The Candle Lantern

These days we are 100% used to having light at the flick of a switch. Market Lavington has had mains electricity for long enough that the days before electric light are now before living memory here. More remote places in Britain were still being connected, for the first time, much more recently and there are still many remote places that do not have the supply.

And that meant other forms of lighting. For centuries, the simple light was the candle but can you imagine the night time difficulties. Let’s imagine you need to get up to use the loo. In the pitch black you need to find candle and a method of lighting it. You have to struggle downstairs and out into the garden (for you had a privy at the bottom of your patch). You probably hoped for a clear sky and a moon to help you see your way for if it was dark, wild and windy your candle would get blown out.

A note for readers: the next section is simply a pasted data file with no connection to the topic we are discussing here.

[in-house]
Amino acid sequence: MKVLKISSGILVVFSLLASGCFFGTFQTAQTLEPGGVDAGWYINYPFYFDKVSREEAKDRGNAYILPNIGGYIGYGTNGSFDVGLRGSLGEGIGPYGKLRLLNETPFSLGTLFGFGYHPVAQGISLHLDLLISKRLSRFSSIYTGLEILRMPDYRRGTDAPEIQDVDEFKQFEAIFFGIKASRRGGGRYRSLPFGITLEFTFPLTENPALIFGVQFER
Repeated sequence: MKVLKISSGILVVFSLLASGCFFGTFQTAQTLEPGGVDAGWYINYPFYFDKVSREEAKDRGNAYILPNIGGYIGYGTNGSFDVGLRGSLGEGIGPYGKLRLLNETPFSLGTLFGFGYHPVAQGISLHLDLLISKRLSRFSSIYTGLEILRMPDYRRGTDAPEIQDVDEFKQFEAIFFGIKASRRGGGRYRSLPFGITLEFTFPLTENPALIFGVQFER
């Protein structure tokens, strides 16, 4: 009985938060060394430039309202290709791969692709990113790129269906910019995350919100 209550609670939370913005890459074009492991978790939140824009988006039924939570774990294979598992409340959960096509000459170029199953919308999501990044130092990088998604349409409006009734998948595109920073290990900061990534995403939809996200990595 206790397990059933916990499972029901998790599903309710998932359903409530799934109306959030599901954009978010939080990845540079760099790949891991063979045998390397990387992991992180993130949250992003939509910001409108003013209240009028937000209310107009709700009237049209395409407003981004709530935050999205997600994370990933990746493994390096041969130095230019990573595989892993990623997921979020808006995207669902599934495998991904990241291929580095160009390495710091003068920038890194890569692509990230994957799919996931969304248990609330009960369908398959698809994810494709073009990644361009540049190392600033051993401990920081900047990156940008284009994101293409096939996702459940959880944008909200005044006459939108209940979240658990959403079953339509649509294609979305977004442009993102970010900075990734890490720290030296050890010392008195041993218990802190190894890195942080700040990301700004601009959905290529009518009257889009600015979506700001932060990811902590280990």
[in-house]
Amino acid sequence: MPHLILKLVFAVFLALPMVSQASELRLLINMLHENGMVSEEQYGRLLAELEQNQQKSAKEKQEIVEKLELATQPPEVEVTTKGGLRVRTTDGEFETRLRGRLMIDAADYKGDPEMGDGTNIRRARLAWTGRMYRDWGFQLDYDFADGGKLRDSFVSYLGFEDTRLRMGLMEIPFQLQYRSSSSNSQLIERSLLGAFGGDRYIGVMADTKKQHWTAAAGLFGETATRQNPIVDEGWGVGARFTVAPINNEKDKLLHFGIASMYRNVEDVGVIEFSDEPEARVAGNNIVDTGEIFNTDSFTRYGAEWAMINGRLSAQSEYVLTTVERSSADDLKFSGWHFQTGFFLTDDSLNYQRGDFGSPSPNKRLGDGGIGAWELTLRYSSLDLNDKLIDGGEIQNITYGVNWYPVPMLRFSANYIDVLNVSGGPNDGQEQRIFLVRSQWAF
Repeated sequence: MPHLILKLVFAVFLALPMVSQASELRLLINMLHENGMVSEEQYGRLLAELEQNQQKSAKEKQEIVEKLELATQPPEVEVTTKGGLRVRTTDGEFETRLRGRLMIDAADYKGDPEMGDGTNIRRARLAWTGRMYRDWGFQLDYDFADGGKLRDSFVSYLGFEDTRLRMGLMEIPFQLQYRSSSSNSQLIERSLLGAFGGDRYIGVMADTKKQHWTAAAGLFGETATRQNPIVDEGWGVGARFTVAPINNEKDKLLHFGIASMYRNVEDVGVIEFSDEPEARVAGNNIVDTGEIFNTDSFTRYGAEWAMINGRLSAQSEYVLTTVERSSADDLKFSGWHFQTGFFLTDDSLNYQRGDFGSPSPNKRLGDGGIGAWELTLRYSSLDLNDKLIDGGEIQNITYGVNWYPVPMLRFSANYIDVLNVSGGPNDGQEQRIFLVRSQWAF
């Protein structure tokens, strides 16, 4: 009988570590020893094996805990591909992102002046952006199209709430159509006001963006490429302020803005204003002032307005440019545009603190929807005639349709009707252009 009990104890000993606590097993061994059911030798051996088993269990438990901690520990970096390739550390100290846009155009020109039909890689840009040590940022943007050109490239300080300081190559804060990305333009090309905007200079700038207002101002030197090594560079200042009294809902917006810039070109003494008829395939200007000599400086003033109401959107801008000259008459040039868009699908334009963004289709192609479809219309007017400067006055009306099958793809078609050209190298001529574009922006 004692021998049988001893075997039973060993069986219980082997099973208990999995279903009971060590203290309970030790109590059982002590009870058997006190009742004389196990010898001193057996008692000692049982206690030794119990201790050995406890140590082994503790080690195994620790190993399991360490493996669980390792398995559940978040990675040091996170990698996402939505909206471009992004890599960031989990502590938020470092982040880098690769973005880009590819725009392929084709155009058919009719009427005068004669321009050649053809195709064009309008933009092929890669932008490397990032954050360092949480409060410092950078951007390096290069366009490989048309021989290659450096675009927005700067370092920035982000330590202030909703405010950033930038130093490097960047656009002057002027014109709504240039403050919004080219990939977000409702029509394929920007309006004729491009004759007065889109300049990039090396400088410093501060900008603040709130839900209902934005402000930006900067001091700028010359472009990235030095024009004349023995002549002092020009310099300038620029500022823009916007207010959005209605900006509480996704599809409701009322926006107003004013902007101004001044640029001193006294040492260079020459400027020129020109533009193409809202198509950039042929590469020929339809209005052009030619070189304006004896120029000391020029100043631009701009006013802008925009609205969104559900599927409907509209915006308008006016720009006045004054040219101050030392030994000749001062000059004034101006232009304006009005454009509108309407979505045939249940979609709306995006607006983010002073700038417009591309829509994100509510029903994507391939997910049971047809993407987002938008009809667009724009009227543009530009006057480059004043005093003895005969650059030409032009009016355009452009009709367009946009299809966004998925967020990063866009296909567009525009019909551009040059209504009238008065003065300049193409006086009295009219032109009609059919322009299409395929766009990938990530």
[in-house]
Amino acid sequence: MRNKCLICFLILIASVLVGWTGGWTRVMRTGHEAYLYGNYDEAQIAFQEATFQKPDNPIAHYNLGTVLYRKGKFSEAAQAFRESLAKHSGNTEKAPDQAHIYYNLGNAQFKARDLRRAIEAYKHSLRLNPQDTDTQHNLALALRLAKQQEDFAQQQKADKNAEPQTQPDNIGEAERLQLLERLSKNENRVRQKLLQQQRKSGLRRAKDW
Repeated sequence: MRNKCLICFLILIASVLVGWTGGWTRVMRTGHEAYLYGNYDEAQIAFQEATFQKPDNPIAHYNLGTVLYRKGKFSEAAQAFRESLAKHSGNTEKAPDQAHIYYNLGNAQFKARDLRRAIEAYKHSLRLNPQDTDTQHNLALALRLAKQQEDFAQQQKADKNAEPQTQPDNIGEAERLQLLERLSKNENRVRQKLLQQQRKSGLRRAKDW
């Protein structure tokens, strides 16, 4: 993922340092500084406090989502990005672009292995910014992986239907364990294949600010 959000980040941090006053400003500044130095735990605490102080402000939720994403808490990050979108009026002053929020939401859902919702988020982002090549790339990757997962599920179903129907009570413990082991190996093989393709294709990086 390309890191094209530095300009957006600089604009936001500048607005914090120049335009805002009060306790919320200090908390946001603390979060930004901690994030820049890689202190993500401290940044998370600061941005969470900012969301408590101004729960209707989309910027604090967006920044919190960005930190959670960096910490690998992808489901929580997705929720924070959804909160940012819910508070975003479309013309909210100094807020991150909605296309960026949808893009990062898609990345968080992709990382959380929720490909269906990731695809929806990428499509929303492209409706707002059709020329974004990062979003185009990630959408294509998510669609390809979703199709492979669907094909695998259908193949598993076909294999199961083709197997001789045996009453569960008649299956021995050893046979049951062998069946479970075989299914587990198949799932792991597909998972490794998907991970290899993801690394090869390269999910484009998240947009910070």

No wonder people used the potty under the bed – the ‘gazunda’.

But even so a candle in a glass case was still needed on occasion and that’s what we are looking at today.

Victorian candle lantern at Market Lavington Museum

Victorian candle lantern at Market Lavington Museum

We have this rather elegant lantern hanging above the range in our kitchen. Sadly, as the photo shows, one of its glasses is cracked, but that hardly mattered for it still gave illumination and the candle flame was still protected from the ravages of the weather.

This item is Victorian – nineteenth century and came from a White Street house. Similar items could have been found in most households.

The observant will notice that, as well as having the handle for carrying or hanging the lamp, the base has four feet formed in it. This lantern was equally adept at standing on a surface.

What a delightful lamp it is.

 

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